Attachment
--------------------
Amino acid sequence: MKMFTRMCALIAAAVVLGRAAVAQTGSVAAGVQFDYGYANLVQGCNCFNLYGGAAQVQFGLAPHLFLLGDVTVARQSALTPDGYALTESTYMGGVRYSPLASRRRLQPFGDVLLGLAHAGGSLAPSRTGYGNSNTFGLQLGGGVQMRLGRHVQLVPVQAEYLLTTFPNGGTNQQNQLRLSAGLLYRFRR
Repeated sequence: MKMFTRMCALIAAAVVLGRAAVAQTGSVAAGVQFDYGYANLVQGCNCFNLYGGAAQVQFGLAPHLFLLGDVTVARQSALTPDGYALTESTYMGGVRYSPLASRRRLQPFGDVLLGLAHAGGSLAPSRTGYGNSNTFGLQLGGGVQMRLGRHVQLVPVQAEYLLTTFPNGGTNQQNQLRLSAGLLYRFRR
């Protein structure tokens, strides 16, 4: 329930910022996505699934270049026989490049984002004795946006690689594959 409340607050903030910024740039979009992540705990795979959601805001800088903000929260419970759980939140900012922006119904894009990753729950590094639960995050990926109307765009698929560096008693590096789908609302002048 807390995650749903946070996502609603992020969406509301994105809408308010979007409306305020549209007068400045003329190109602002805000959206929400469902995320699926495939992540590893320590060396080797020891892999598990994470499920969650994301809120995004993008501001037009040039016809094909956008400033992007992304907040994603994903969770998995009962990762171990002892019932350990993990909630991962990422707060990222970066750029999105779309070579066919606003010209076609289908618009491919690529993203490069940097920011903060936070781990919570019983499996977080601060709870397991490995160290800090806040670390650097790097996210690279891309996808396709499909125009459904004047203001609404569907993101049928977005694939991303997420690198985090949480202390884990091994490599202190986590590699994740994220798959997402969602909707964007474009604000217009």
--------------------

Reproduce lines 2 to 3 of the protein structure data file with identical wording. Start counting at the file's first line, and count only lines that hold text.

Repeated sequence: MKMFTRMCALIAAAVVLGRAAVAQTGSVAAGVQFDYGYANLVQGCNCFNLYGGAAQVQFGLAPHLFLLGDVTVARQSALTPDGYALTESTYMGGVRYSPLASRRRLQPFGDVLLGLAHAGGSLAPSRTGYGNSNTFGLQLGGGVQMRLGRHVQLVPVQAEYLLTTFPNGGTNQQNQLRLSAGLLYRFRR
């Protein structure tokens, strides 16, 4: 329930910022996505699934270049026989490049984002004795946006690689594959 409340607050903030910024740039979009992540705990795979959601805001800088903000929260419970759980939140900012922006119904894009990753729950590094639960995050990926109307765009698929560096008693590096789908609302002048 807390995650749903946070996502609603992020969406509301994105809408308010979007409306305020549209007068400045003329190109602002805000959206929400469902995320699926495939992540590893320590060396080797020891892999598990994470499920969650994301809120995004993008501001037009040039016809094909956008400033992007992304907040994603994903969770998995009962990762171990002892019932350990993990909630991962990422707060990222970066750029999105779309070579066919606003010209076609289908618009491919690529993203490069940097920011903060936070781990919570019983499996977080601060709870397991490995160290800090806040670390650097790097996210690279891309996808396709499909125009459904004047203001609404569907993101049928977005694939991303997420690198985090949480202390884990091994490599202190986590590699994740994220798959997402969602909707964007474009604000217009």